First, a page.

Tests that are used in the evaluation of individuals suspected of having encephalitis or meningitis include evaluation of the blood for signs of infection and possible presence of bacteria, brain scanning (such as CT scan or MRI scan), and cerebrospinal fluid analysis.

    A lumbar puncture is the most common method of obtaining a sample of the fluid in the spinal canal (the cerebrospinal fluid or CSF) for examination. A lumbar puncture (LP) is the insertion of a needle into the fluid within the spinal canal. It is termed a "lumbar puncture" because the needle goes into the lumbar portion of the back (the lower portion of the back). The needle passes between the bony parts of the spine until it reaches the cerebral spinal fluid. A small amount of fluid is then collected and sent to the laboratory for examination. The evaluation of the spinal fluid is usually necessary for the definite diagnosis and to help make optimal treatment decisions (such as the appropriate choice of antibiotics).

    The diagnosis is confirmed by abnormal spinal fluid results and, in the case of an infection, by identifying the organism causing the infection. In patients with meningitis, the CSF fluid often has a low glucose (sugar) level and increased white blood cell count. In addition, the fluid can be used to identify some viral causes of meningitis (PCR or polymerase chain reaction) or be used to culture bacterial organisms causing the meningitis.

    What is the treatment of encephalitis and meningitis?

    Antibiotic and/or antiviral medications need to be considered urgently when the diagnosis of encephalitis or meningitis is suggested. In some situations, anticonvulsants are used to prevent or treat seizures (a possible side effect of inflammation of the brain). Sometimes corticosteroids are administered to reduce brain swelling and inflammation. Sedatives may be needed for irritability or restlessness. Additional medications might be used to decrease the fever or treat headaches. The need for hospitalization usually depends on the type of meningitis the patient has and the severity of symptoms.

    What is the prognosis (outlook) and what are the complications for patients with encephalitis or meningitis?

    The prognosis for encephalitis or meningitis varies. Some cases are mild, short, and relatively benign and patients have full recovery. Other cases are severe, and permanent impairment or death is possible. This is usually determined by the type of infection present and how quickly treatment can be started. Meningitis can lead to permanent damage to the nervous system and can cause hydrocephalus. The acute phase of encephalitis may last for one to two weeks, with gradual or sudden resolution of fever and neurological symptoms. Neurological symptoms may require many months before full recovery occurs. Some patients will not fully recover.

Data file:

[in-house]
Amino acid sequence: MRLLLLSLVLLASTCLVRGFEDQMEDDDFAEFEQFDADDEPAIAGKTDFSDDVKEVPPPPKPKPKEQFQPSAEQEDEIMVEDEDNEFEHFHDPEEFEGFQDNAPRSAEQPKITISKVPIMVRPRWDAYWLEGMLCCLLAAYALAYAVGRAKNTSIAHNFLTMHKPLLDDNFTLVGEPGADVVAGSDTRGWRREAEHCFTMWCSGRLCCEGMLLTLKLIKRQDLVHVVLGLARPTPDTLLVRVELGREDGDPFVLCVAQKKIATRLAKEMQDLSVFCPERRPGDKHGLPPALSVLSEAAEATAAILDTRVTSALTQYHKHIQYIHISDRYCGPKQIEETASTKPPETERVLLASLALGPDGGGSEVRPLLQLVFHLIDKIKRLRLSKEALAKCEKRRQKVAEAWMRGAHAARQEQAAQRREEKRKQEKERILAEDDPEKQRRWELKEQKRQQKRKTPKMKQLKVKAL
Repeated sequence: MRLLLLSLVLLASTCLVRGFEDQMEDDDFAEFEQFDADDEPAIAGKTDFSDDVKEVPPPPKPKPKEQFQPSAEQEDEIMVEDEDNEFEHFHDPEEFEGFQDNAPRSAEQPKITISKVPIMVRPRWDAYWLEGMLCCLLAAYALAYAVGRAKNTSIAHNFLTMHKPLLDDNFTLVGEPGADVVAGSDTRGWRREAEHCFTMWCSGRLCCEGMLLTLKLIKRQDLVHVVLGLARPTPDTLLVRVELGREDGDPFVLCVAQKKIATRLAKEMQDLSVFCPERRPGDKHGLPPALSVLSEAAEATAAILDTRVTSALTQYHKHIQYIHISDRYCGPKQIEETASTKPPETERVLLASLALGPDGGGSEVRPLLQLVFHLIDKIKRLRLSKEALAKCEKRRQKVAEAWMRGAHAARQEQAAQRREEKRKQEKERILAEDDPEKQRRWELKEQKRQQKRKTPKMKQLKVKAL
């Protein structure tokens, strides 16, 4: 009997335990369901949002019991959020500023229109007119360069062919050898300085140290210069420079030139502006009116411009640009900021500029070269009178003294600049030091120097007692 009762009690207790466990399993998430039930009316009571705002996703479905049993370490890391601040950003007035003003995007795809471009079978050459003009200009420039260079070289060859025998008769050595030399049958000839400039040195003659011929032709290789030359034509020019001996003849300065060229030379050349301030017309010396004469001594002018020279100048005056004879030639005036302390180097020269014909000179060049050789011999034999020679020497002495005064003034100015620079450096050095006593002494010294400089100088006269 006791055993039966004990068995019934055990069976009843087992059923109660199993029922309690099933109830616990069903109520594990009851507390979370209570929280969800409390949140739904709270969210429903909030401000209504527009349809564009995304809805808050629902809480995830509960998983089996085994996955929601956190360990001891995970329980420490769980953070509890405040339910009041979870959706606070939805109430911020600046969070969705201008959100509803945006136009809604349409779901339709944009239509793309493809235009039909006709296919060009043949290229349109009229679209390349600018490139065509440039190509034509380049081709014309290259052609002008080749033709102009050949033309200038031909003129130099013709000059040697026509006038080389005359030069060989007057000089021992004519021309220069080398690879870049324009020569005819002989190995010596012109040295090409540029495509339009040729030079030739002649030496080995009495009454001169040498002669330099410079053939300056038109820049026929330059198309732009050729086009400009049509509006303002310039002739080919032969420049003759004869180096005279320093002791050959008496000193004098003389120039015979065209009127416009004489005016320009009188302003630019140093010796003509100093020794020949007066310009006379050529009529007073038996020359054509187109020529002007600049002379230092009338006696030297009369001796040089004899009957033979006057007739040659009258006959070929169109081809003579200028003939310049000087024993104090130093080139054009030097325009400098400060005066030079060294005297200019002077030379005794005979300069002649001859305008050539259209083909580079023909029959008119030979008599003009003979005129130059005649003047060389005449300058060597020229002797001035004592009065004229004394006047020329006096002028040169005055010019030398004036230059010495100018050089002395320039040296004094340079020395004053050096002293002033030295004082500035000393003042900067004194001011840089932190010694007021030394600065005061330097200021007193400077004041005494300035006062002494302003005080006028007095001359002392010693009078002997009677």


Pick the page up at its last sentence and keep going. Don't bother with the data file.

With early diagnosis and prompt treatment, many patients recover from meningitis. Viral meningitis can be self-limited to 10 days or less. However, in some cases, the disease progresses so rapidly that death occurs during the first 48 hours, despite early treatment.

    What are encephalitis symptoms and signs?

    The signs and symptoms of encephalitis can range from very mild flu-like symptoms to potentially life-threatening events. Signs and symptoms of encephalitis include sudden fever, headache, vomiting, visual sensitivity to light, stiff neck and back, confusion, drowsiness, unsteady gait, and irritability. Loss of consciousness, poor responsiveness, seizures, muscle weakness, sudden severe dementia, and memory loss can also be found in patients with encephalitis.

    Anyone experiencing symptoms of encephalitis should see a doctor immediately.

    What is meningitis?

    Meningitis is inflammation of the meninges (membranes that surround the brain and spinal cord).

    What causes meningitis?

    Meningitis may be caused by many different viruses and bacteria. It can also be caused by diseases that can trigger inflammation of tissues of the body without infection (such as systemic lupus erythematosus and Behcet's disease).

    What are meningitis symptoms and signs?

    The classic signs and symptoms of meningitis are headache, fever, and stiff neck (in adults and older children). Symptoms of meningitis may appear suddenly and can also include nausea and vomiting. Changes in behavior, such as confusion, sleepiness, and difficulty waking up, are other important symptoms. In infants, symptoms of meningitis are often much less specific and may include irritability or tiredness, poor feeding, and fever.

    Some types of meningitis can be deadly if not treated promptly. Anyone experiencing symptoms of meningitis should see a doctor immediately.